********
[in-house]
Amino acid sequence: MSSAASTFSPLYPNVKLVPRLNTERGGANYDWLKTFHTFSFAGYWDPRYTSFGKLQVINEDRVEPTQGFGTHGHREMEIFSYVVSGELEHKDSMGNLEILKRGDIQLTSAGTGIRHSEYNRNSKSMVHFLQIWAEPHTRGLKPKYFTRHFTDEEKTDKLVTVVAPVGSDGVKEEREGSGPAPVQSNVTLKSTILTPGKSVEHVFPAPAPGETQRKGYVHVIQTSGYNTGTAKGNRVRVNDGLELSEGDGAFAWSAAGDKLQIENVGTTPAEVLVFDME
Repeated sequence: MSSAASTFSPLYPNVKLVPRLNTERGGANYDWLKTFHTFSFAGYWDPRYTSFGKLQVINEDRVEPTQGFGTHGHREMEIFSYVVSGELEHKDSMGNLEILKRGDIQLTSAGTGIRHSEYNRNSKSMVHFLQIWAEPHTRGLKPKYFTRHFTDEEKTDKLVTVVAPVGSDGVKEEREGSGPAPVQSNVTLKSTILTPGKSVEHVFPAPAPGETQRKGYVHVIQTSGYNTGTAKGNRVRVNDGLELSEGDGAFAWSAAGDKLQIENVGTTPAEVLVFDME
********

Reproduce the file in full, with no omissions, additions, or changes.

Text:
[in-house]
Amino acid sequence: MSSAASTFSPLYPNVKLVPRLNTERGGANYDWLKTFHTFSFAGYWDPRYTSFGKLQVINEDRVEPTQGFGTHGHREMEIFSYVVSGELEHKDSMGNLEILKRGDIQLTSAGTGIRHSEYNRNSKSMVHFLQIWAEPHTRGLKPKYFTRHFTDEEKTDKLVTVVAPVGSDGVKEEREGSGPAPVQSNVTLKSTILTPGKSVEHVFPAPAPGETQRKGYVHVIQTSGYNTGTAKGNRVRVNDGLELSEGDGAFAWSAAGDKLQIENVGTTPAEVLVFDME
Repeated sequence: MSSAASTFSPLYPNVKLVPRLNTERGGANYDWLKTFHTFSFAGYWDPRYTSFGKLQVINEDRVEPTQGFGTHGHREMEIFSYVVSGELEHKDSMGNLEILKRGDIQLTSAGTGIRHSEYNRNSKSMVHFLQIWAEPHTRGLKPKYFTRHFTDEEKTDKLVTVVAPVGSDGVKEEREGSGPAPVQSNVTLKSTILTPGKSVEHVFPAPAPGETQRKGYVHVIQTSGYNTGTAKGNRVRVNDGLELSEGDGAFAWSAAGDKLQIENVGTTPAEVLVFDME